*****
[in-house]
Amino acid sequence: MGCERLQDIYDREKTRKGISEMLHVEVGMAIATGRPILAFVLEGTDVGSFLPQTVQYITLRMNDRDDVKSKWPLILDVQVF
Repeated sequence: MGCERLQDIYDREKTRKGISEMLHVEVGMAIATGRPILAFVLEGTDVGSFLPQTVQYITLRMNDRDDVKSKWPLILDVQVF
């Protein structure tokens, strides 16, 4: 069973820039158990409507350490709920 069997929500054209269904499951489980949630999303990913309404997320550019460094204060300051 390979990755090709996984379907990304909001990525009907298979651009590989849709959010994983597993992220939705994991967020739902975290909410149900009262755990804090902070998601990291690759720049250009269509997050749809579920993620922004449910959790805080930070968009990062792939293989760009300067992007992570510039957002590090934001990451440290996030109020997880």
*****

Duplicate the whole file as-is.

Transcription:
[in-house]
Amino acid sequence: MGCERLQDIYDREKTRKGISEMLHVEVGMAIATGRPILAFVLEGTDVGSFLPQTVQYITLRMNDRDDVKSKWPLILDVQVF
Repeated sequence: MGCERLQDIYDREKTRKGISEMLHVEVGMAIATGRPILAFVLEGTDVGSFLPQTVQYITLRMNDRDDVKSKWPLILDVQVF
């Protein structure tokens, strides 16, 4: 069973820039158990409507350490709920 069997929500054209269904499951489980949630999303990913309404997320550019460094204060300051 390979990755090709996984379907990304909001990525009907298979651009590989849709959010994983597993992220939705994991967020739902975290909410149900009262755990804090902070998601990291690759720049250009269509997050749809579920993620922004449910959790805080930070968009990062792939293989760009300067992007992570510039957002590090934001990451440290996030109020997880």